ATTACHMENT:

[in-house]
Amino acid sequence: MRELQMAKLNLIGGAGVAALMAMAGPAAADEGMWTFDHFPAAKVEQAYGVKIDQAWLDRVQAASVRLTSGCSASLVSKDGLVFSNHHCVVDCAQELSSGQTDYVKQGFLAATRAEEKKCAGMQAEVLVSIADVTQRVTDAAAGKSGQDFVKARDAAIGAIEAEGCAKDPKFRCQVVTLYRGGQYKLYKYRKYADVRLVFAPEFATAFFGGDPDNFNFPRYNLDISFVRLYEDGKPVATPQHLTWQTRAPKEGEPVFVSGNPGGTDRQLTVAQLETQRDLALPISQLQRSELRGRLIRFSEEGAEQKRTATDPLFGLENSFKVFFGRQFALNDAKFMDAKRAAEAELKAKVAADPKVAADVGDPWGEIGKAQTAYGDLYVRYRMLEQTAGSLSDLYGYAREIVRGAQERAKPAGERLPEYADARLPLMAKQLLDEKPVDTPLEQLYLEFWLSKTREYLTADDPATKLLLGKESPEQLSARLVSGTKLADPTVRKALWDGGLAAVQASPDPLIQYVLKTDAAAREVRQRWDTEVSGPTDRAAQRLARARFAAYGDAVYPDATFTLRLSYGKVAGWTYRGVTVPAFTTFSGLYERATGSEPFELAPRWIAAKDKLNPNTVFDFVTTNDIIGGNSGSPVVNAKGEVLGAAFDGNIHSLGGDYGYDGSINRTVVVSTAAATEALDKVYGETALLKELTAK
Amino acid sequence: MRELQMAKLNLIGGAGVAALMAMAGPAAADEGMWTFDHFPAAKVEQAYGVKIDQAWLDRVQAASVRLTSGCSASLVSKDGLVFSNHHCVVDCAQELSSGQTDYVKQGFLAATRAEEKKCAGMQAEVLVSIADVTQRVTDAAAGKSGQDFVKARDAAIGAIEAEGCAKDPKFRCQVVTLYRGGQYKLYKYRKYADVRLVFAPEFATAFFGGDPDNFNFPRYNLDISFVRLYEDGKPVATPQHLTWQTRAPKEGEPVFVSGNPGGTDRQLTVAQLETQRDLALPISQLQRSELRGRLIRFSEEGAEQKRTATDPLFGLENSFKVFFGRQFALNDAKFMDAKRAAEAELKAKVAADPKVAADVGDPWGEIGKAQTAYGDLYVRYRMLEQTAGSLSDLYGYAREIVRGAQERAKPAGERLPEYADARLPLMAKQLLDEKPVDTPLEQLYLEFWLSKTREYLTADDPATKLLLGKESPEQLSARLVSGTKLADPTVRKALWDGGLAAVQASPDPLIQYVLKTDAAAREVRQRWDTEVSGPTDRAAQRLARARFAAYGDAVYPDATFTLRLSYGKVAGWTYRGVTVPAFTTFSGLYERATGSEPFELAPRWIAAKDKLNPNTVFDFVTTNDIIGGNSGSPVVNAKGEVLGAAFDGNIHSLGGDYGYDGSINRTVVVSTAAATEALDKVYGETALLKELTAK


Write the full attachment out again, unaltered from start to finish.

[in-house]
Amino acid sequence: MRELQMAKLNLIGGAGVAALMAMAGPAAADEGMWTFDHFPAAKVEQAYGVKIDQAWLDRVQAASVRLTSGCSASLVSKDGLVFSNHHCVVDCAQELSSGQTDYVKQGFLAATRAEEKKCAGMQAEVLVSIADVTQRVTDAAAGKSGQDFVKARDAAIGAIEAEGCAKDPKFRCQVVTLYRGGQYKLYKYRKYADVRLVFAPEFATAFFGGDPDNFNFPRYNLDISFVRLYEDGKPVATPQHLTWQTRAPKEGEPVFVSGNPGGTDRQLTVAQLETQRDLALPISQLQRSELRGRLIRFSEEGAEQKRTATDPLFGLENSFKVFFGRQFALNDAKFMDAKRAAEAELKAKVAADPKVAADVGDPWGEIGKAQTAYGDLYVRYRMLEQTAGSLSDLYGYAREIVRGAQERAKPAGERLPEYADARLPLMAKQLLDEKPVDTPLEQLYLEFWLSKTREYLTADDPATKLLLGKESPEQLSARLVSGTKLADPTVRKALWDGGLAAVQASPDPLIQYVLKTDAAAREVRQRWDTEVSGPTDRAAQRLARARFAAYGDAVYPDATFTLRLSYGKVAGWTYRGVTVPAFTTFSGLYERATGSEPFELAPRWIAAKDKLNPNTVFDFVTTNDIIGGNSGSPVVNAKGEVLGAAFDGNIHSLGGDYGYDGSINRTVVVSTAAATEALDKVYGETALLKELTAK
Amino acid sequence: MRELQMAKLNLIGGAGVAALMAMAGPAAADEGMWTFDHFPAAKVEQAYGVKIDQAWLDRVQAASVRLTSGCSASLVSKDGLVFSNHHCVVDCAQELSSGQTDYVKQGFLAATRAEEKKCAGMQAEVLVSIADVTQRVTDAAAGKSGQDFVKARDAAIGAIEAEGCAKDPKFRCQVVTLYRGGQYKLYKYRKYADVRLVFAPEFATAFFGGDPDNFNFPRYNLDISFVRLYEDGKPVATPQHLTWQTRAPKEGEPVFVSGNPGGTDRQLTVAQLETQRDLALPISQLQRSELRGRLIRFSEEGAEQKRTATDPLFGLENSFKVFFGRQFALNDAKFMDAKRAAEAELKAKVAADPKVAADVGDPWGEIGKAQTAYGDLYVRYRMLEQTAGSLSDLYGYAREIVRGAQERAKPAGERLPEYADARLPLMAKQLLDEKPVDTPLEQLYLEFWLSKTREYLTADDPATKLLLGKESPEQLSARLVSGTKLADPTVRKALWDGGLAAVQASPDPLIQYVLKTDAAAREVRQRWDTEVSGPTDRAAQRLARARFAAYGDAVYPDATFTLRLSYGKVAGWTYRGVTVPAFTTFSGLYERATGSEPFELAPRWIAAKDKLNPNTVFDFVTTNDIIGGNSGSPVVNAKGEVLGAAFDGNIHSLGGDYGYDGSINRTVVVSTAAATEALDKVYGETALLKELTAK